In Other Ivory Towers, or IOIT, is a Record column covering events and news in institutions of higher education. On July 14, Dartmouth College computer science graduate student Maha Hasan Alshawi began a hunger strike to bring attention to what she and local advocates say was the school’s mishandling of her Title IX complaint.
Now 16 days in, Alshawi is continuing the strike with the goal of ensuring that Dartmouth gives her allegations proper consideration.
At the top of the screen reads a simple prompt: “Hi, how are you really feeling today?” Posts, arrayed on a nature-themed user interface that practically screams calm, seem to take the question seriously, answering candidly and thoughtfully. Responses range from fears that feel too mundane for in-person discussion, to critical and existential worries about life, death and the nature of happiness.
This summer, Black Lives Matter signs appeared in front of homes of all kinds, in Williamstown and out in the surrounding countryside. Judging by their numbers you’d expect Williamstown to have solved racism by now.
The Center for Development Economics (CDE) will defer admissions for its incoming class of students to the 2021-22 academic year, while the Graduate Program in the History of Art will proceed with a combination of remote and hybrid courses in line with the College’s plan to convene an in-person semester for fall 2020.
According to enrollment plans that 2,254 students submitted by a July 10 deadline, approximately 73 percent of the respondents, or approximately 1645 students, indicated that they would be returning to campus during the 2020-21 academic year–– a figure which Dean of the College Marlene Sandstrom in an email to the Record said will be “a noticeable difference for all of us.”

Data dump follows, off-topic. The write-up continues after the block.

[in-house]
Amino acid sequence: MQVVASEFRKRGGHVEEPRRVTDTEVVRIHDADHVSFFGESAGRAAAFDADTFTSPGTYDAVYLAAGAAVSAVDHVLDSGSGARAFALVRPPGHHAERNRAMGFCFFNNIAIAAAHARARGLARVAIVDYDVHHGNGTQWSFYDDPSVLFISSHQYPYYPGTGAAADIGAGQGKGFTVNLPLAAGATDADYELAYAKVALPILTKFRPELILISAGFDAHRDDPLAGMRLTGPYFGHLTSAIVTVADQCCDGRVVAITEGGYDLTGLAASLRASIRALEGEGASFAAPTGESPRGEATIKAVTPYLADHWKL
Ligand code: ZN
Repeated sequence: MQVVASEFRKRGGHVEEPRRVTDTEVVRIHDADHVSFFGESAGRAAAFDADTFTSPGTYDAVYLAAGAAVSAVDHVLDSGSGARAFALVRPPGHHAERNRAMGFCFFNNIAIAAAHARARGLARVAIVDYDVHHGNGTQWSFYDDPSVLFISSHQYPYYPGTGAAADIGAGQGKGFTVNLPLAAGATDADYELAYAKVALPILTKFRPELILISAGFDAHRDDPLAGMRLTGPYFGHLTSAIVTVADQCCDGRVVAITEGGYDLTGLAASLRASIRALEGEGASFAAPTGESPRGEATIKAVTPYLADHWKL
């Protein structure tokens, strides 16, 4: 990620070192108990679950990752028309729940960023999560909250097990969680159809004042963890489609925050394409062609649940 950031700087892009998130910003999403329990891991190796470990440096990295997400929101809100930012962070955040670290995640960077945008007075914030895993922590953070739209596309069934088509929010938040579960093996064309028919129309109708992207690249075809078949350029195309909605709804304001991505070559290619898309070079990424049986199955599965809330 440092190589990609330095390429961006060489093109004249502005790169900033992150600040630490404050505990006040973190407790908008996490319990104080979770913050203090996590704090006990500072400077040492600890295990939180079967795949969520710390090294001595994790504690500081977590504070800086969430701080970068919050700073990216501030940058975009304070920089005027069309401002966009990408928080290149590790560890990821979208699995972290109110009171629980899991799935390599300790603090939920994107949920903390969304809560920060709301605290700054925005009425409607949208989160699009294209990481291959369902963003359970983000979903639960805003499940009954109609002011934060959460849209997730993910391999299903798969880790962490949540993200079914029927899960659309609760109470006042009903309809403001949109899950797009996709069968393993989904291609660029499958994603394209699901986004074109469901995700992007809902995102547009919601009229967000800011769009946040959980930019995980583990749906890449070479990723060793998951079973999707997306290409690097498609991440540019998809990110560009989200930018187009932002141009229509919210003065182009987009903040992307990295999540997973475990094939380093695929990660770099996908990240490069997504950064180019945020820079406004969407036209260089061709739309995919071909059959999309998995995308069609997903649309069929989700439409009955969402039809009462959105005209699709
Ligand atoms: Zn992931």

The way that we produce and consume energy is dangerously problematic. Evidence of climate change in Massachusetts is clear. Sea levels are rising, extreme weather events are occurring more frequently, and pollution-related respiratory problems are common, especially in vulnerable communities.
In an email sent out to the College community on July 8, President of the College Maud S. Mandel condemned the federal guidance issued by U.S. Immigration and Customs Enforcement (ICE) which, among other restrictions, prohibits international students from returning to or remaining in the country if they are enrolled exclusively in online courses during the fall semester.
Yesterday, the College signed an amicus brief — a legal document filed by parties that have an interest in a case — supporting the lawsuit filed by Harvard and the Massachusetts Institute of Technology (MIT) seeking to block the ICE directive. The College signed it jointly with 58 other institutions of higher learning, including Amherst and seven Ivy League universities.
President Maud S. Mandel responded on Thursday to a list of demands sent by the incoming Junior Advisor (JA) class, promising affinity pods and further changes to the first year experience for JAs and the class of 2024, while rejecting two other demands. The response from Mandel closes out a week of discord between the JA class and the campus administration surrounding affinity pods and various other aspects of the first-year experience.
Forty-nine members of the JA class sent a list of demands to Mandel, Dean of the College Marlene Sandstrom, Dean of First-Year Students Chris Sewell ’05 and other members of senior staff on Tuesday, following a series of group meetings and town halls in which some members of the JA class advocated strongly for the creation of affinity pods within entries.
The physical education and athletics department convene to deliver an outline of the College’s athletics reopening policy for next fall. (Photo courtesy of Williams College on Youtube.)
As the College releases more details about the fall’s reopening, it has announced that fall athletics will not take place, that athletes will lose their season’s eligibility if they choose to enroll remotely, while the status of winter sports remains undetermined.
In the weeks preceding the College’s June 29 announcement of its plans to convene in person this fall, working groups and faculty worked to modify the College’s academic structure to best navigate a semester that presents unprecedented challenges for students and faculty alike. Still, as September grows closer, there are many unknowns about exactly what classes will look like.